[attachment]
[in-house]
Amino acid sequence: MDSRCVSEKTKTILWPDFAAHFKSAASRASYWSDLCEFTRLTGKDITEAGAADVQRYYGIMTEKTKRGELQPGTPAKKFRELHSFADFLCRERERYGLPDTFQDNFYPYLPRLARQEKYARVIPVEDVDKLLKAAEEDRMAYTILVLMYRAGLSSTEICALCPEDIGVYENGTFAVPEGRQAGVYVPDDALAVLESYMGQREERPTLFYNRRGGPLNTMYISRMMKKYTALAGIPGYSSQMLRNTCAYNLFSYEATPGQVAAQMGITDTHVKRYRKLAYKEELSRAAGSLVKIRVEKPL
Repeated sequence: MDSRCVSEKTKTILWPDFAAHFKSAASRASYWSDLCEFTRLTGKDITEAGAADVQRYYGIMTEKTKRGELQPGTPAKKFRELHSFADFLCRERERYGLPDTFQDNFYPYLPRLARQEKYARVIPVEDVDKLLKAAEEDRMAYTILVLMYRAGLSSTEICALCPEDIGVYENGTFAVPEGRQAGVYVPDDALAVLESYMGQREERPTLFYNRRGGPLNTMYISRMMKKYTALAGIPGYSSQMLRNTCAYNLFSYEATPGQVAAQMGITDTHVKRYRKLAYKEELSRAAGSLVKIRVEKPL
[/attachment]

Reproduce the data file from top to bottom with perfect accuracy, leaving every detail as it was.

[in-house]
Amino acid sequence: MDSRCVSEKTKTILWPDFAAHFKSAASRASYWSDLCEFTRLTGKDITEAGAADVQRYYGIMTEKTKRGELQPGTPAKKFRELHSFADFLCRERERYGLPDTFQDNFYPYLPRLARQEKYARVIPVEDVDKLLKAAEEDRMAYTILVLMYRAGLSSTEICALCPEDIGVYENGTFAVPEGRQAGVYVPDDALAVLESYMGQREERPTLFYNRRGGPLNTMYISRMMKKYTALAGIPGYSSQMLRNTCAYNLFSYEATPGQVAAQMGITDTHVKRYRKLAYKEELSRAAGSLVKIRVEKPL
Repeated sequence: MDSRCVSEKTKTILWPDFAAHFKSAASRASYWSDLCEFTRLTGKDITEAGAADVQRYYGIMTEKTKRGELQPGTPAKKFRELHSFADFLCRERERYGLPDTFQDNFYPYLPRLARQEKYARVIPVEDVDKLLKAAEEDRMAYTILVLMYRAGLSSTEICALCPEDIGVYENGTFAVPEGRQAGVYVPDDALAVLESYMGQREERPTLFYNRRGGPLNTMYISRMMKKYTALAGIPGYSSQMLRNTCAYNLFSYEATPGQVAAQMGITDTHVKRYRKLAYKEELSRAAGSLVKIRVEKPL